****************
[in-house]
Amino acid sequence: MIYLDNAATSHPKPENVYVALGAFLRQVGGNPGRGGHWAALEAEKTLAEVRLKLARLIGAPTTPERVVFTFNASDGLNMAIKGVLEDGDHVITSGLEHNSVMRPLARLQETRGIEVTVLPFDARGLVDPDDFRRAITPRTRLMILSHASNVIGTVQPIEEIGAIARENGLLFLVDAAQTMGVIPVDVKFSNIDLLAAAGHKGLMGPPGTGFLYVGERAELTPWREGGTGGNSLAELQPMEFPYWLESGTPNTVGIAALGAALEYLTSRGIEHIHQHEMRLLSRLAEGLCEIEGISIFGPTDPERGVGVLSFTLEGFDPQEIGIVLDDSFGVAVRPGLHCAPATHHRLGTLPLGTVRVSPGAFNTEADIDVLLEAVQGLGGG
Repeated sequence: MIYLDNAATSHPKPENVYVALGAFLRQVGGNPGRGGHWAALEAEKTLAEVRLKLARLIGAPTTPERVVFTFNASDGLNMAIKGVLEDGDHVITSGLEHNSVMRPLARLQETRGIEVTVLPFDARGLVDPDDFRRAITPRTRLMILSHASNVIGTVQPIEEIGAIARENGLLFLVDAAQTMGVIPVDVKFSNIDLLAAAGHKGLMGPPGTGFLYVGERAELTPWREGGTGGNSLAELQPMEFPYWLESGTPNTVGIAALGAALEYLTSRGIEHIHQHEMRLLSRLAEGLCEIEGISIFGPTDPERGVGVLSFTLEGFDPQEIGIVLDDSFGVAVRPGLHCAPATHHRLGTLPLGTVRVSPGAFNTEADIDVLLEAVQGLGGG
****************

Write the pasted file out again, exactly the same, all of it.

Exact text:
[in-house]
Amino acid sequence: MIYLDNAATSHPKPENVYVALGAFLRQVGGNPGRGGHWAALEAEKTLAEVRLKLARLIGAPTTPERVVFTFNASDGLNMAIKGVLEDGDHVITSGLEHNSVMRPLARLQETRGIEVTVLPFDARGLVDPDDFRRAITPRTRLMILSHASNVIGTVQPIEEIGAIARENGLLFLVDAAQTMGVIPVDVKFSNIDLLAAAGHKGLMGPPGTGFLYVGERAELTPWREGGTGGNSLAELQPMEFPYWLESGTPNTVGIAALGAALEYLTSRGIEHIHQHEMRLLSRLAEGLCEIEGISIFGPTDPERGVGVLSFTLEGFDPQEIGIVLDDSFGVAVRPGLHCAPATHHRLGTLPLGTVRVSPGAFNTEADIDVLLEAVQGLGGG
Repeated sequence: MIYLDNAATSHPKPENVYVALGAFLRQVGGNPGRGGHWAALEAEKTLAEVRLKLARLIGAPTTPERVVFTFNASDGLNMAIKGVLEDGDHVITSGLEHNSVMRPLARLQETRGIEVTVLPFDARGLVDPDDFRRAITPRTRLMILSHASNVIGTVQPIEEIGAIARENGLLFLVDAAQTMGVIPVDVKFSNIDLLAAAGHKGLMGPPGTGFLYVGERAELTPWREGGTGGNSLAELQPMEFPYWLESGTPNTVGIAALGAALEYLTSRGIEHIHQHEMRLLSRLAEGLCEIEGISIFGPTDPERGVGVLSFTLEGFDPQEIGIVLDDSFGVAVRPGLHCAPATHHRLGTLPLGTVRVSPGAFNTEADIDVLLEAVQGLGGG